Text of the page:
To identify the LF3 RNA transcript, total RNA from WT cells, lf3-2, lf3-5, and lf3-6 mutants was analyzed on RNA blots with hybridization probes corresponding to the 5′ region of the gene (Fig. 6 A). A 4.8-kb transcript that closely matched the size of the deduced cDNA sequence was detected in WT RNA. lf3-5 and lf3-6 cells did not produce the corresponding transcript, which is consistent with our hypothesis that they contain null mutations of LF3. Unlike the null mutants, lf3-2 expressed an LF3 transcript of similar size and abundance as the transcript in WT cells.

Previous studies of lf1, lf2, and lf3 mutants have shown that their gene products may interact (Barsel et al., 1988). In double lf mutant strains, many cells had stumpy flagella and Ulf, similar to lf3-5 and lf3-6. We analyzed total RNA from a number of strains to determine whether the level of the LF3 transcript was affected by mutations in other LF loci (Fig. 6 B). No significant decrease in the level of the LF3 transcript was detected in lf1, lf2, or lf4 mutants, but a decrease was observed in a third Ulf insertional mutant (Ulf2) that contains a null mutation at LF2 (unpublished data). Strikingly, LF3 transcripts were dramatically reduced in double mutant strains of lf1 lf3-2 and lf2-1 lf3-2, suggesting that the synthetic Ulf-like phenotype of double lf mutants may be caused by reduced LF3 expression.

Levels of RNA transcripts for many flagellar components, such as the radial spoke protein RSP3 (Fig. 6, C and D), increase dramatically when flagella are amputated. We examined the level of the LF3 transcript in WT cells at various times after deflagellation. Rather than increasing, the level of the LF3 transcript appeared to decrease slightly in the first 30 min (Fig. 6, C and D), suggesting that LF3p may not be a component of the flagella.

Epitope tagging of the LF3 protein

Attempts to prepare antibodies to LF3p or constituent peptides were unsuccessful. As an alternative approach, we tagged the LF3 gene with the HA epitope (Fig. 5). The tagged gene rescued the LF3 null mutants upon transformation as well as the untagged construct did. A mAb against HA detected with high specificity an ∼160-kD polypeptide in cells that received the tagged gene (Fig. 7 A, lane 1; and Fig. 9 A). When proteins from cell bodies, flagella, and axonemes were analyzed on immunoblots, most of the tagged protein was found in the cell body (Fig. 7 B). A small amount of the tagged protein was detected in flagella and axonemes, but a similar amount of the chloroplast protein OEE1 was present in the same samples, suggesting that these preparations were contaminated by a small quantity of proteins from cell bodies.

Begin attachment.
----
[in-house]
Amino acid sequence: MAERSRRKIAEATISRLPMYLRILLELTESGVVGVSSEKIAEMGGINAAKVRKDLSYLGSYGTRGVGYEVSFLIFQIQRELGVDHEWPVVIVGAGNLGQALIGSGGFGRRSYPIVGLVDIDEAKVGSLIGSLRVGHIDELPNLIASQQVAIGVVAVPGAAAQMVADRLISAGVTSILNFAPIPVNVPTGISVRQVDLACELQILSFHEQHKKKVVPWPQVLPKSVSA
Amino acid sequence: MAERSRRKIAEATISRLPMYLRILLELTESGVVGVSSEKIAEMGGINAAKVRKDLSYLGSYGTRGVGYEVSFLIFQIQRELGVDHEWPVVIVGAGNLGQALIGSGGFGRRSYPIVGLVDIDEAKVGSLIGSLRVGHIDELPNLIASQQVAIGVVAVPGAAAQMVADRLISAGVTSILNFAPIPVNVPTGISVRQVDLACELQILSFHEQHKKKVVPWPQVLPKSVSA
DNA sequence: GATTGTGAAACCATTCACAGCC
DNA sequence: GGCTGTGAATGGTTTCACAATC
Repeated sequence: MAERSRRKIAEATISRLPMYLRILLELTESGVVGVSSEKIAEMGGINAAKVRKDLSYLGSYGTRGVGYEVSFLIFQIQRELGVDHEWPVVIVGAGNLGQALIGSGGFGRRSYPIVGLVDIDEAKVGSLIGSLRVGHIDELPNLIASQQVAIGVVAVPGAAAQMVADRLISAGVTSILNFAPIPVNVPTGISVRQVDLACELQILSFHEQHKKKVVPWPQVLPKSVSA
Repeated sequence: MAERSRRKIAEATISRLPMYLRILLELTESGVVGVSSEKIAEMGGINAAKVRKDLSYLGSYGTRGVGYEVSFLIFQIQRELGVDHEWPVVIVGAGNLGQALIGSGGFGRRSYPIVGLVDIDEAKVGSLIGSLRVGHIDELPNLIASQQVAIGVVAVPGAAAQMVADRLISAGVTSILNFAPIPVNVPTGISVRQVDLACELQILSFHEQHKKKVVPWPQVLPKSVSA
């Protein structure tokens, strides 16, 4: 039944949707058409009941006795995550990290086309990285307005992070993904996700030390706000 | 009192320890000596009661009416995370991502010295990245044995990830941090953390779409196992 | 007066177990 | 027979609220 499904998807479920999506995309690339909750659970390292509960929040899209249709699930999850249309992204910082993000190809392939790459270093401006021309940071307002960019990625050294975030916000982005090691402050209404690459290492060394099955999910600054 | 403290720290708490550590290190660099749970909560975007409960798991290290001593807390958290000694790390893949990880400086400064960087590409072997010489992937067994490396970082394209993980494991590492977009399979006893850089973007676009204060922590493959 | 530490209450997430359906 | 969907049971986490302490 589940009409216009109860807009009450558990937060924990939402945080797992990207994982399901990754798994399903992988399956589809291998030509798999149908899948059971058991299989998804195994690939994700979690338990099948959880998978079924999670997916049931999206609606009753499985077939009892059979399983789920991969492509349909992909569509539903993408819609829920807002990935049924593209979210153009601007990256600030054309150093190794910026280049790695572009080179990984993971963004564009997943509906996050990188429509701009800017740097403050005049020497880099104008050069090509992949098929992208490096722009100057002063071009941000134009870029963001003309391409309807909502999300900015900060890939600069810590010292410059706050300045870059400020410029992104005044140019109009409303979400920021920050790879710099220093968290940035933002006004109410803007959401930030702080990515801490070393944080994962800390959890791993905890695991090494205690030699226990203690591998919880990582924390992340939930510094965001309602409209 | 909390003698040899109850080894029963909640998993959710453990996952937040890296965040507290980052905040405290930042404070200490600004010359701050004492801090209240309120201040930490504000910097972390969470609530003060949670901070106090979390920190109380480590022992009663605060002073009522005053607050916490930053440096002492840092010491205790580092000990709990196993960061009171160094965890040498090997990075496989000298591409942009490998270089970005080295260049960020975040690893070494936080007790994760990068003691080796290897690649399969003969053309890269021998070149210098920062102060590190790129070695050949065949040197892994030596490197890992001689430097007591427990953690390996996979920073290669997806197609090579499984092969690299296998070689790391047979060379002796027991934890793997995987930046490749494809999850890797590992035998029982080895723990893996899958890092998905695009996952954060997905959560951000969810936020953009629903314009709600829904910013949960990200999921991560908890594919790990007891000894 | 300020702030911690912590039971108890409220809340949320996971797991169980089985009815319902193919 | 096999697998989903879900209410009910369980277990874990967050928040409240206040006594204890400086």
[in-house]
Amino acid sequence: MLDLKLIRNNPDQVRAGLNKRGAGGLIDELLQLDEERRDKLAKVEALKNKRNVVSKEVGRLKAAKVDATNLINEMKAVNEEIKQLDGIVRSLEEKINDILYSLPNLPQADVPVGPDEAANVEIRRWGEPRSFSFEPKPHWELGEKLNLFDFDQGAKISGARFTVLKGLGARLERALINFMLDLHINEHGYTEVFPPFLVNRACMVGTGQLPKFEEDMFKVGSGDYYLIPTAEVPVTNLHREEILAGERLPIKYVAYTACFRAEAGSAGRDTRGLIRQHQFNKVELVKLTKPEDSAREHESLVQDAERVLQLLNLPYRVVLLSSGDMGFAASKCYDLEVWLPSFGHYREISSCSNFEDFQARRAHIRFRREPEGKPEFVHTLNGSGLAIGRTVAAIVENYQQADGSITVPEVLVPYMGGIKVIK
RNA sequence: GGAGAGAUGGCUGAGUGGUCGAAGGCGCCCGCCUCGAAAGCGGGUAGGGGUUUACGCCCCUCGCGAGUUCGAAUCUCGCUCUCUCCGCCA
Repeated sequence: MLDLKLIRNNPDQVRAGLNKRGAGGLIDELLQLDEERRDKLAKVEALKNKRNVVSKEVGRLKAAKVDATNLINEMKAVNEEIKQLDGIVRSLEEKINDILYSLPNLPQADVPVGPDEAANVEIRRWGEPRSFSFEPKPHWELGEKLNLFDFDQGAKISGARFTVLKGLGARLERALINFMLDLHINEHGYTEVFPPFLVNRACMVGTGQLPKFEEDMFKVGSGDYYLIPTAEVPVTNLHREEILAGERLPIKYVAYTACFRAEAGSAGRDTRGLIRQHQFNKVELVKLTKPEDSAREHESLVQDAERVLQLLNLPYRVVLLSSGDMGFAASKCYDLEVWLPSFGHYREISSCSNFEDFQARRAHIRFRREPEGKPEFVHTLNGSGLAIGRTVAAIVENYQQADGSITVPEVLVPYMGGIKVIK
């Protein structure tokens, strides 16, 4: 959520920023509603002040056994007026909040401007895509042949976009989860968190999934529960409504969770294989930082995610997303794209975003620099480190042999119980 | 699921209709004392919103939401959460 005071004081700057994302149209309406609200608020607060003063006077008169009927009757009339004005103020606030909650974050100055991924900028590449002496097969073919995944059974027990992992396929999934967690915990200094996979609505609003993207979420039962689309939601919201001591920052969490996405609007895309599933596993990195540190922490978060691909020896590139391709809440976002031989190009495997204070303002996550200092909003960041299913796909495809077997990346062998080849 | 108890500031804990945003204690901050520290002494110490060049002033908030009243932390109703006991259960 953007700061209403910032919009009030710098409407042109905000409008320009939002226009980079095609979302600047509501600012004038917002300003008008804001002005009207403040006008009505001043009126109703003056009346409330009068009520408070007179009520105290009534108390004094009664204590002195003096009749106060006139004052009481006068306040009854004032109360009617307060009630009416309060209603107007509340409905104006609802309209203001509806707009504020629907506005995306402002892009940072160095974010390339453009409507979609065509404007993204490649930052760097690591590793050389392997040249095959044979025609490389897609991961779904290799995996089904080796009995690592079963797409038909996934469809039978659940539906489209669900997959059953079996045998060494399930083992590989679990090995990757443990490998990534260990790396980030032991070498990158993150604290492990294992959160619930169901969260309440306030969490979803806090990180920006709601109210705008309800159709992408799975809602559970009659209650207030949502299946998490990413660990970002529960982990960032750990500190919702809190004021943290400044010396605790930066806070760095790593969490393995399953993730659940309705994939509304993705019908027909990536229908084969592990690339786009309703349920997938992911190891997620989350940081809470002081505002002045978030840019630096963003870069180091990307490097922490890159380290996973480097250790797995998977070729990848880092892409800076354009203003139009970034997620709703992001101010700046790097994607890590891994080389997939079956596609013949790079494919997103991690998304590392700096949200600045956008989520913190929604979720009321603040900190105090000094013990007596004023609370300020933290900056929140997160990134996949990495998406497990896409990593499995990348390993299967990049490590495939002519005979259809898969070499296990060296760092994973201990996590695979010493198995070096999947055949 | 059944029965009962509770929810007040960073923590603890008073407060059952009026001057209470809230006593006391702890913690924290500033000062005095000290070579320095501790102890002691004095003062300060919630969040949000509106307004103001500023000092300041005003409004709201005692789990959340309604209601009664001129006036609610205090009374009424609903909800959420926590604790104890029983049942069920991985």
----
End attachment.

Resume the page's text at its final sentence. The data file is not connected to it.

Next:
Cells expressing HA-LF3p were examined by immunofluorescence microscopy using the HA antibody. The tagged protein was found in discrete spots throughout the cell that did not appear to associate with any particular organelles, and no staining was observed in the flagella (Fig. 8). We examined two different HA-tagged strains that expressed different levels of the protein to test the possibility that the punctate pattern of staining was an artifact caused by overexpression of the protein from the transgene. Despite brighter staining seen on cells expressing a higher level of the HA-tagged protein, the overall localization of LF3p was similar in both cell lines (unpublished data), indicating that the punctate staining in the cell was probably not a consequence of protein overexpression. We conclude that most, if not all, of the tagged LF3p is localized to the cell body and not the flagella.

The lf3-2 allele contains an amber mutation

To characterize the genetic lesion in lf3-2, we amplified and sequenced the mutant gene by both genomic PCR and RT-PCR. A single transition mutation that changes the codon CAG (glutamine; Fig. 5, boxed) to an amber stop codon UAG was detected at position 209. Termination of translation at the amber codon would produce only a short protein of 208 aa from the NH2-terminal region. A polypeptide of this length should not be functional based on earlier works using truncated plasmid constructs to attempt phenotypic rescue upon transformation. One subclone that has an internal deletion of the coding region, pD107, would be predicted to produce a protein product of at least the first 436 residues, but it did not rescue the lf3 mutants upon transformation (Fig. 4 A).

One possible explanation for the observation that the lf3-2 amber mutation does not produce the null phenotype is that a truncated protein is produced by reinitiation of translation at an AUG (Fig. 5, the corresponding methionine is in bold) 34 residues downstream of the amber mutation in this mutant. To test this possibility, we created an HA-tagged lf3-2 construct and transformed it into the LF3 null mutants to create strains expressing the tagged mutant protein. Strains that received the mutant construct all produced a protein of ∼130 kD (Fig. 7 A), 30 kD smaller than the full-length LF3p, which is consistent with our prediction of the size of a protein made by translational reinitiation. Moreover, the truncated protein was expressed at a lower level than the full-length product (Fig. 7 A). Based on these observations, we propose that the lf3-2 allele is a hypomorphic allele producing either a partially functional protein or too little of the truncated protein.

LF3p is part of a 11S complex in the cytoplasm